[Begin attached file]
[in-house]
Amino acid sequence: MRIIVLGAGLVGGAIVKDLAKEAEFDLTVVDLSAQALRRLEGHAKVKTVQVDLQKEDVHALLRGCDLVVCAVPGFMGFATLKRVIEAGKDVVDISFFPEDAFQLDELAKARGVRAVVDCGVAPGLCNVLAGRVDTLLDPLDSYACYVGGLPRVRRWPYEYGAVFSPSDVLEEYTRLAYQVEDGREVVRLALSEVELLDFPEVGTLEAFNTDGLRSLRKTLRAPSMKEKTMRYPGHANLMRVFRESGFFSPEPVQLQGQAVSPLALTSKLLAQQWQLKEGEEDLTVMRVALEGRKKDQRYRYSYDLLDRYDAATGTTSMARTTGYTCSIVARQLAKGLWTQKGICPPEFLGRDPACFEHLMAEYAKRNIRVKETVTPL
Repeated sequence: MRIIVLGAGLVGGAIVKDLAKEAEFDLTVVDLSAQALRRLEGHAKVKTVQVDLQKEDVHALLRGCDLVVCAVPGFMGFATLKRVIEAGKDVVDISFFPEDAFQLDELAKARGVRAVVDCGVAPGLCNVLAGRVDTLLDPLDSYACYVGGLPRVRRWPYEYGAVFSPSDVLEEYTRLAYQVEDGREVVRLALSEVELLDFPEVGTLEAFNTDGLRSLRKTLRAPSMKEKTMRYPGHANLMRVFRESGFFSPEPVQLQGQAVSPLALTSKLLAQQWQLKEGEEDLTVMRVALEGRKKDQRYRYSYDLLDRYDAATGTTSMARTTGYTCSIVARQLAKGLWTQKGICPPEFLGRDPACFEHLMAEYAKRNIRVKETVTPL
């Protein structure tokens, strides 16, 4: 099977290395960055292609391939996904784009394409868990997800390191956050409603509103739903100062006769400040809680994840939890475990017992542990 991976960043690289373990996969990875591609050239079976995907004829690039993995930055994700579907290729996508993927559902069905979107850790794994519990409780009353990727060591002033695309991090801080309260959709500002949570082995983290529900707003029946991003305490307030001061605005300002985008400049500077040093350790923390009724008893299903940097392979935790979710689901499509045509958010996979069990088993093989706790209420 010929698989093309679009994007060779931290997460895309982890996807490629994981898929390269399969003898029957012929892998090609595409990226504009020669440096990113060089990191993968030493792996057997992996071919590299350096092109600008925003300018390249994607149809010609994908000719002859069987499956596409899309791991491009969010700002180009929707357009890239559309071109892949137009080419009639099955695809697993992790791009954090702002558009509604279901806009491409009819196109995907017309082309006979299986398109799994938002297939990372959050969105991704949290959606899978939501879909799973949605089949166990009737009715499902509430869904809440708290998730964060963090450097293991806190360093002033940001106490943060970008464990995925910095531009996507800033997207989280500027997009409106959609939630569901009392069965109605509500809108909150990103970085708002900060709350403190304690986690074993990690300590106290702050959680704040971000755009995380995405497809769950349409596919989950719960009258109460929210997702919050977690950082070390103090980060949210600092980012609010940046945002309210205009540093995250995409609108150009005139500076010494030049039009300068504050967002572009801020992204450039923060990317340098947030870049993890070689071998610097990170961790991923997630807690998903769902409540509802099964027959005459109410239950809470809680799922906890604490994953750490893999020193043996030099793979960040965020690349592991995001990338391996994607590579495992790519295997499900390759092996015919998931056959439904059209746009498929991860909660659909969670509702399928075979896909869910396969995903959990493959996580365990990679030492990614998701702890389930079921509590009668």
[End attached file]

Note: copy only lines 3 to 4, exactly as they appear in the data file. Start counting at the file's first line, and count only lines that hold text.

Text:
Repeated sequence: MRIIVLGAGLVGGAIVKDLAKEAEFDLTVVDLSAQALRRLEGHAKVKTVQVDLQKEDVHALLRGCDLVVCAVPGFMGFATLKRVIEAGKDVVDISFFPEDAFQLDELAKARGVRAVVDCGVAPGLCNVLAGRVDTLLDPLDSYACYVGGLPRVRRWPYEYGAVFSPSDVLEEYTRLAYQVEDGREVVRLALSEVELLDFPEVGTLEAFNTDGLRSLRKTLRAPSMKEKTMRYPGHANLMRVFRESGFFSPEPVQLQGQAVSPLALTSKLLAQQWQLKEGEEDLTVMRVALEGRKKDQRYRYSYDLLDRYDAATGTTSMARTTGYTCSIVARQLAKGLWTQKGICPPEFLGRDPACFEHLMAEYAKRNIRVKETVTPL
């Protein structure tokens, strides 16, 4: 099977290395960055292609391939996904784009394409868990997800390191956050409603509103739903100062006769400040809680994840939890475990017992542990 991976960043690289373990996969990875591609050239079976995907004829690039993995930055994700579907290729996508993927559902069905979107850790794994519990409780009353990727060591002033695309991090801080309260959709500002949570082995983290529900707003029946991003305490307030001061605005300002985008400049500077040093350790923390009724008893299903940097392979935790979710689901499509045509958010996979069990088993093989706790209420 010929698989093309679009994007060779931290997460895309982890996807490629994981898929390269399969003898029957012929892998090609595409990226504009020669440096990113060089990191993968030493792996057997992996071919590299350096092109600008925003300018390249994607149809010609994908000719002859069987499956596409899309791991491009969010700002180009929707357009890239559309071109892949137009080419009639099955695809697993992790791009954090702002558009509604279901806009491409009819196109995907017309082309006979299986398109799994938002297939990372959050969105991704949290959606899978939501879909799973949605089949166990009737009715499902509430869904809440708290998730964060963090450097293991806190360093002033940001106490943060970008464990995925910095531009996507800033997207989280500027997009409106959609939630569901009392069965109605509500809108909150990103970085708002900060709350403190304690986690074993990690300590106290702050959680704040971000755009995380995405497809769950349409596919989950719960009258109460929210997702919050977690950082070390103090980060949210600092980012609010940046945002309210205009540093995250995409609108150009005139500076010494030049039009300068504050967002572009801020992204450039923060990317340098947030870049993890070689071998610097990170961790991923997630807690998903769902409540509802099964027959005459109410239950809470809680799922906890604490994953750490893999020193043996030099793979960040965020690349592991995001990338391996994607590579495992790519295997499900390759092996015919998931056959439904059209746009498929991860909660659909969670509702399928075979896909869910396969995903959990493959996580365990990679030492990614998701702890389930079921509590009668």